Note that this is actually the binary representation of this number; in base 10 this number is approximately 0.77: https://en.m.wikipedia.org/wiki/Liouville_number#The_existen.... Also note that the “ellipses” in this case are not at all obvious; stating that this is the factorial sequence or adding more terms would make this much clearer.
Normally, a long run of exact matching text in X along with access to Y is sufficient to easily proof beyond a reasonable doubt such copying from Y, which is good enough to prove any kind of copyright violation, whether criminal or civil.
Chapernowne's number and other normal numbers  are among the rare cases where similarity plus access would not be sufficient to prove copying.
Now, if you combined a normal number with some kind of instructions to find and extract, say, the part that exactly matches the first Harry Potter novel, then you would probably have a copyright violation, but it would be the instructions that infringed, not the normal number itself.
BTW, those instructions would take up about as much space as the Harry Potter novel they tell you how to find. The offset to a given long meaningful string S in a normal number is essentially a random number about the same length as S. Sometimes people like to imagine using normal number offsets as a form of data compression, albeit not a practical one, but the offsets are big enough to spoil that.
 A "normal" number in base b is a number whose base b expansion contains every sequence of k base b digits with density 1/b^k.
It’s truly the worst number!
Also the second part of your comment isn't making sense, it has been shown for Champernowne's constant so how can you say it hasn't been shown for any individually?
According to Wikipedia, no irrational algebraic number has been shown to be normal (normal is a slightly stronger condition; see last paragraph in https://en.wikipedia.org/wiki/Normal_number#Properties_and_e...).
This time, here's a video that explains from the basics what kinds of numbers exist:
It is known that at least one of e + pi and e pi is irrational, though. That's because e and pi are both transcendental, and so the polynomial (x-pi)(x-e) = x^2 - (e+pi)x + e pi cannot have all rational coefficients. If it did, e and pi would be roots of a polynomial with rational coefficients, and therefore not transcendental.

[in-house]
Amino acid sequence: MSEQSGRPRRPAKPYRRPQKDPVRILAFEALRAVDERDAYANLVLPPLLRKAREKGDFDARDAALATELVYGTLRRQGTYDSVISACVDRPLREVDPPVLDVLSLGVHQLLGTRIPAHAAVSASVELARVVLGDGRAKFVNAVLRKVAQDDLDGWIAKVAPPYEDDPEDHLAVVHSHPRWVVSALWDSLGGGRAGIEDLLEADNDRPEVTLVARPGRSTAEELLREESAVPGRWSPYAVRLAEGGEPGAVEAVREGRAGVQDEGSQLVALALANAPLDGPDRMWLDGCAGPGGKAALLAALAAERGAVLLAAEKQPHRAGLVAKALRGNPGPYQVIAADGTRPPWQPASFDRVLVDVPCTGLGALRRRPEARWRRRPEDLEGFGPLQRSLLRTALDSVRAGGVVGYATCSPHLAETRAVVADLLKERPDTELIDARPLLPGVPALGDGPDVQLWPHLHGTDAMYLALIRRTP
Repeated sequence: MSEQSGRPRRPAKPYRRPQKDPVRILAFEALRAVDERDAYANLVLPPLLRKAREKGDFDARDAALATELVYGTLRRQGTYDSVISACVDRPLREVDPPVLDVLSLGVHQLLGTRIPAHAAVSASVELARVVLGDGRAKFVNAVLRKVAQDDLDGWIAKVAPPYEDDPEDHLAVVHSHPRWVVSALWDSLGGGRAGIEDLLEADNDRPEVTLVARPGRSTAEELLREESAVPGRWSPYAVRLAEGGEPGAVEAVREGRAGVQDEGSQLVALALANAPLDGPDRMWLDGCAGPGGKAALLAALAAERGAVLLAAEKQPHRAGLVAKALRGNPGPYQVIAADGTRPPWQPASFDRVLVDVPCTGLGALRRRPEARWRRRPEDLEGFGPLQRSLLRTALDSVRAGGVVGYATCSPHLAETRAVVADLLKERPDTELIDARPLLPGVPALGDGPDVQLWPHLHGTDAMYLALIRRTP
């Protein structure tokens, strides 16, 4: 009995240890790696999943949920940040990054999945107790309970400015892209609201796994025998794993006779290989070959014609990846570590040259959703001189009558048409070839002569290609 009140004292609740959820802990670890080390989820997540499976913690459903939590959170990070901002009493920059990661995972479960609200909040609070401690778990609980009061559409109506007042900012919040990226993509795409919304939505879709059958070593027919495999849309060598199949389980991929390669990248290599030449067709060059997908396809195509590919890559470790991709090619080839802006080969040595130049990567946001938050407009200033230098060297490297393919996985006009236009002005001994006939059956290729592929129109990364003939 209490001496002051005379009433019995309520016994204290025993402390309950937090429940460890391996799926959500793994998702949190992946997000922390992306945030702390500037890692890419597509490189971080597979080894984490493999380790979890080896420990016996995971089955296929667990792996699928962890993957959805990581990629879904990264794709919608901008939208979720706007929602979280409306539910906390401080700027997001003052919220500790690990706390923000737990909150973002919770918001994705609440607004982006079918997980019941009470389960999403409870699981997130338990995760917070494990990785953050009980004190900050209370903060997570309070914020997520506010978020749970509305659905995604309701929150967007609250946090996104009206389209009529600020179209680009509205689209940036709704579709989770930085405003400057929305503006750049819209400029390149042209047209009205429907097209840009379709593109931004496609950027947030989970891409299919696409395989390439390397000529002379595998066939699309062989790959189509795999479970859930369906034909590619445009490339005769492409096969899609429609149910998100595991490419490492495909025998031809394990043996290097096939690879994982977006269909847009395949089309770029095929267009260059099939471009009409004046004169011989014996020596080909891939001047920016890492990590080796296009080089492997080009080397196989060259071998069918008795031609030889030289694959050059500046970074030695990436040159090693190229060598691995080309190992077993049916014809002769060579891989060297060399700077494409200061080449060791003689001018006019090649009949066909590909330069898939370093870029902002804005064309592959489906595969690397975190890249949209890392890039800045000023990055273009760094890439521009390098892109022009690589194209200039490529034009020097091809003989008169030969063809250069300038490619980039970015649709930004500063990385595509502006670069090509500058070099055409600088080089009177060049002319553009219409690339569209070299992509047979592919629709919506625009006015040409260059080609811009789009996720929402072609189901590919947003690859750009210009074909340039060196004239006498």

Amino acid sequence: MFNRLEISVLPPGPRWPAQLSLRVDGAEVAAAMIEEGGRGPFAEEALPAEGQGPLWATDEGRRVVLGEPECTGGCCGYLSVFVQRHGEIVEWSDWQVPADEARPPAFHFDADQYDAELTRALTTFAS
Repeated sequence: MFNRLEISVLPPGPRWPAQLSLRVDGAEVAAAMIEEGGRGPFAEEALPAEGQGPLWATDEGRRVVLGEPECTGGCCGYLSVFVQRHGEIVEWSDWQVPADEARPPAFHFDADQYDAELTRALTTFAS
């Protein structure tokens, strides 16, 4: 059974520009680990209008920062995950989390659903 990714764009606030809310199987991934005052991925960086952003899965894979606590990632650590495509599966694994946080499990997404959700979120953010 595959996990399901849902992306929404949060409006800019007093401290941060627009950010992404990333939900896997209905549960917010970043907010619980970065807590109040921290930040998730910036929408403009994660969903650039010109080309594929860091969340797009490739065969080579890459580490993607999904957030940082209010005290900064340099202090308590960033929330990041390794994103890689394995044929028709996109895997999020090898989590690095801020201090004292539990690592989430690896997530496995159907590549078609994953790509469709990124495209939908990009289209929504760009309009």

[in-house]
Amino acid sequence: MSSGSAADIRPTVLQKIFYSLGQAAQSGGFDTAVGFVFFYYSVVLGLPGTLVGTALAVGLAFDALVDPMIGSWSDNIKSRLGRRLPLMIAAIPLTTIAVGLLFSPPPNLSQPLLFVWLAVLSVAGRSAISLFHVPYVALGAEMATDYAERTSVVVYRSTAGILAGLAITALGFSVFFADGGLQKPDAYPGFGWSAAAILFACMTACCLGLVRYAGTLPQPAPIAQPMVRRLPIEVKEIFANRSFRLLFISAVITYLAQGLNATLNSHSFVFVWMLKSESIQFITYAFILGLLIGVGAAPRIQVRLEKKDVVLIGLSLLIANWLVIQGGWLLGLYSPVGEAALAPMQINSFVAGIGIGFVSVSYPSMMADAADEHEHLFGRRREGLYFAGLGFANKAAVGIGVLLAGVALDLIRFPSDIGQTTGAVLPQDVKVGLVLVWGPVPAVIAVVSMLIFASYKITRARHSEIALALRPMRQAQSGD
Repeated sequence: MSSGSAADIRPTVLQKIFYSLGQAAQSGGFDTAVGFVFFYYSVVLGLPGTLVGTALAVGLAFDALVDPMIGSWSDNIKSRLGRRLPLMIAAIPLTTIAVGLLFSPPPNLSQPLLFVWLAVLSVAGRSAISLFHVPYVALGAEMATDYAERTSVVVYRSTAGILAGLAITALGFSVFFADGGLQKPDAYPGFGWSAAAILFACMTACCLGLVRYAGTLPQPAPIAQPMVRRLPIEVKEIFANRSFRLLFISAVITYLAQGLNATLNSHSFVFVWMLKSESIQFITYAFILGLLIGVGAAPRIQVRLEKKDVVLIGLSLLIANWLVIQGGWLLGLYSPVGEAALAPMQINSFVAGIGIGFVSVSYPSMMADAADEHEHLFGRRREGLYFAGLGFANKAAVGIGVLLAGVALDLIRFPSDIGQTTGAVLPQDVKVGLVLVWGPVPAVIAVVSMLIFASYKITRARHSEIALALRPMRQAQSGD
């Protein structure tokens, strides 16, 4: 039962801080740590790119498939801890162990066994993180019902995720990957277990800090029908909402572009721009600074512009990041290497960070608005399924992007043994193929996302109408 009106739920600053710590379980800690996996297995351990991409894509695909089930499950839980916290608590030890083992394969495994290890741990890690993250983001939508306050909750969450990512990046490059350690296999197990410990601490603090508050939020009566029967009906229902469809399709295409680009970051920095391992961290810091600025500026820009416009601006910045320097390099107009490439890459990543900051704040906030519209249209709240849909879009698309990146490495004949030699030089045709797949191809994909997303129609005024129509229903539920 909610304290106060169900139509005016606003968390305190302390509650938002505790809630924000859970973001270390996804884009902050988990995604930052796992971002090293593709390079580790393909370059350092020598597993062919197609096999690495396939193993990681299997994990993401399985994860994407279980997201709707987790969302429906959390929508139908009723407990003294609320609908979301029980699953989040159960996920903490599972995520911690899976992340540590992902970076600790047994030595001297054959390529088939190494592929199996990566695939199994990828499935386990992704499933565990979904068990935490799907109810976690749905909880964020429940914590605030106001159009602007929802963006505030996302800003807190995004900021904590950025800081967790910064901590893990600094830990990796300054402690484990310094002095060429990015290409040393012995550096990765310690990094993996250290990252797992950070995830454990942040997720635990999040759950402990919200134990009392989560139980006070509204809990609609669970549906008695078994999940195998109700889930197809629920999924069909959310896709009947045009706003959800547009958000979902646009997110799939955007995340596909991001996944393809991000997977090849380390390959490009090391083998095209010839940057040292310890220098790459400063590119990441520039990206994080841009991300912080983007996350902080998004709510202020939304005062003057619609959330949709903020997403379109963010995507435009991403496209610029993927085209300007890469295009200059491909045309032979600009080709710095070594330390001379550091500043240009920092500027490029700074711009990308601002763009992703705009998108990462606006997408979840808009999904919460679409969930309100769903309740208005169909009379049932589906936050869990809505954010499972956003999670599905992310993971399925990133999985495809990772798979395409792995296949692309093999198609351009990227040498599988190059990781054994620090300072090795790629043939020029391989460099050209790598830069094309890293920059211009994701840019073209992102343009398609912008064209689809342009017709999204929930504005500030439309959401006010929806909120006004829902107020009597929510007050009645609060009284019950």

He's also keeping the 90s style alive with his whimsical Reality Carnival.
However, we can have alternative, more powerful formal systems that are able to capture well-known transcendental numbers in a finite amount of notation. The most powerful class of such systems are Turing-complete systems. However, even such systems won't capture all transcendentals, since there exists a subset of transcendentals called uncomputable numbers. Uncomputable numbers outnumber computable ones.
More powerful formalisms also have the downsides that they lose some "nice" properties such as ability to always prove equality of two numbers, as they gain power. Algebraic numbers and especially rational numbers are super nice and well-behaved in comparison.
We start with the integers that, for the purposes of this comment, I will take to be god given. However, the integers are "missing" numbers in the sense that division of integers does not always give integers. For instance, the integers have 4/2 and 6/2, but are missing 5/2.
To accommodate this, we can invent the rational numbers, which extends the integers to provide closure under division .
As it turns out, the rationals are still missing numbers. For instance, there is no rational number that satisfies x^2 - 2 = 0, even though rational numbers can get arbitrarily close. To solve this, we introduced the algebraic numbers, which are the closure of the rational numbers under polynomial roots .
As it turns out, perhaps suprisingly, the algebraic numbers are still missing sum. For instance, the limit of the (1 + 1/n)^n as n -> infinity cannot be expressed as the root of a polynomial with rational coefficients. We define "transcendental" as the set of all numbers which are not algebraic.
You could easily define a base-e numbering system, which could, in principle, be useful for... something. A major downside is that you lose the ability to express most integers in a finite amount of digits, and doing arithmatic becomes highly non-trivial. Eg, we would have 1 + 2 = 10.0100112... (assuming I didn't make any mistake). It would probably be simpler to keep working in base-10, and instead explicitly talk about the coeficients of the infinite sum k_i * e^i
 Excluding division by 0. We could define something like the rationals such that this is defined. Actually we have and they are called wheels, but it generally creates more headaches than it solves.
 Eg, it contains all the roots of polynomials with rational coefficients. Technically speaking, the definition should say that it also contains the roots of all polynomials with algebraic coeficients, but it turns out we get this for free for having all the roots of polynomials with rational coefficients.
Most mathematicians are not concerned with which base the number system is in and are not really restricted in working in base 10. So in some sense almost all mathematicians don't really "use" decimal. In that regard, there are many possible interpretations to your question so probably many possible answers.
In other words, choosing to use base 10 instead of base 2 or 3 is like choosing to use python for your project because its easy, familiar and gets the job done rather than choosing a specialty language that would be "better" but harder to use.
This is incorrect. There is no last ant in an infinite line of ants, just as there’s no last digit of pi.